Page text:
8. No. The former oZ became something else. This is new construction on the other side of the Maple Lawn development. It is on Maple Lawn Boulevard just south of Johns Hopkins Road.
  9. I think it is new ownership. I remember people talking about a change. I haven't been back since the change, but now it has to go back on my list. Thanks.
  10. Justin -- I think that he is around. I wrote about barbecue a few months ago, and I feel like someone recommended Dave again. His Web site doesn't seem active, but this was his phone number if you wanted to reach him: 240-535-6785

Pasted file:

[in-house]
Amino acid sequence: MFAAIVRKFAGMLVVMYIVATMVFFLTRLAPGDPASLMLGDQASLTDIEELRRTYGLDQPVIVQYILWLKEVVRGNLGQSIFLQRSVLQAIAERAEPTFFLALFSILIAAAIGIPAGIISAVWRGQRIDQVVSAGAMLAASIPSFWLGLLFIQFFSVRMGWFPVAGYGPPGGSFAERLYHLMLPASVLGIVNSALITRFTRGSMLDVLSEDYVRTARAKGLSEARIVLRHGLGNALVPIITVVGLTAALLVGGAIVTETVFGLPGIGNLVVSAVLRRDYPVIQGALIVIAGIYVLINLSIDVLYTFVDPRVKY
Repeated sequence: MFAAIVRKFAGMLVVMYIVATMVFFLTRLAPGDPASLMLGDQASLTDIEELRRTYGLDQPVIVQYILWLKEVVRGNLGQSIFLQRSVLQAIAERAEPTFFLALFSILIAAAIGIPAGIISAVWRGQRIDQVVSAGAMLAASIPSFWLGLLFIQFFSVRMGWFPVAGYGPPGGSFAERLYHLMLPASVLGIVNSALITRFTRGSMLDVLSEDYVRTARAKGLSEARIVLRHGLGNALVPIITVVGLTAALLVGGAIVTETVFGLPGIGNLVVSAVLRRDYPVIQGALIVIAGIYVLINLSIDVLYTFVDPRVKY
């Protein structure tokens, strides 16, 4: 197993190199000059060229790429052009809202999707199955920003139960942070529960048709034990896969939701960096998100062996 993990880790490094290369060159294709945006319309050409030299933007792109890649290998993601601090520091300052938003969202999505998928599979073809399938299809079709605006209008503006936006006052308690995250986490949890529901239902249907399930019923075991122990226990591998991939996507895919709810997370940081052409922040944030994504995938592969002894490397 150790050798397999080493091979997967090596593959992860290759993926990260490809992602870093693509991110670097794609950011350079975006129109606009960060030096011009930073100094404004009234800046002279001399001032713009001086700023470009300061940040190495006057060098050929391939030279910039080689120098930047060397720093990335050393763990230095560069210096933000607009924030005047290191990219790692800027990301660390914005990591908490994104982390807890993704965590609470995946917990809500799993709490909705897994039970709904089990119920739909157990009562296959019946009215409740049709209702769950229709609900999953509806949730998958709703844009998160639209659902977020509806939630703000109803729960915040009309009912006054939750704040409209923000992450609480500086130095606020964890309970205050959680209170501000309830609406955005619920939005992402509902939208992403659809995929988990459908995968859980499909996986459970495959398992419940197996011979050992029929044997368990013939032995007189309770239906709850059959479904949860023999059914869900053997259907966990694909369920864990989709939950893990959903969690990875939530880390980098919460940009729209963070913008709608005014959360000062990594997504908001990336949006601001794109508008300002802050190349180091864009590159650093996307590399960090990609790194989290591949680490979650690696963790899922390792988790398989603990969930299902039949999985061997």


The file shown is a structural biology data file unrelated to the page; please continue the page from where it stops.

11. There is a very expensive-looking restaurant built in the Maple Lawn development of Fulton, and there is still hope that it will open as an Indian restaurant called Ananda. Last I heard, Ananda got a liquor license last week (end of March 2014). So that's good. But the construction has been delayed all winter, and there have been several rumors that Ananda might never open. At one point, the building was listed for rent. It's a big space with lots of wood panelling and an entire room built with garage-door-style windows so that it can convert into almost outdoor space in good weather. The exact outcome -- and certainly the timeline -- are unclear. But Ananda is owned by the folks who own the Ambassador in Baltimore, so it should be great food if they can get off the ground.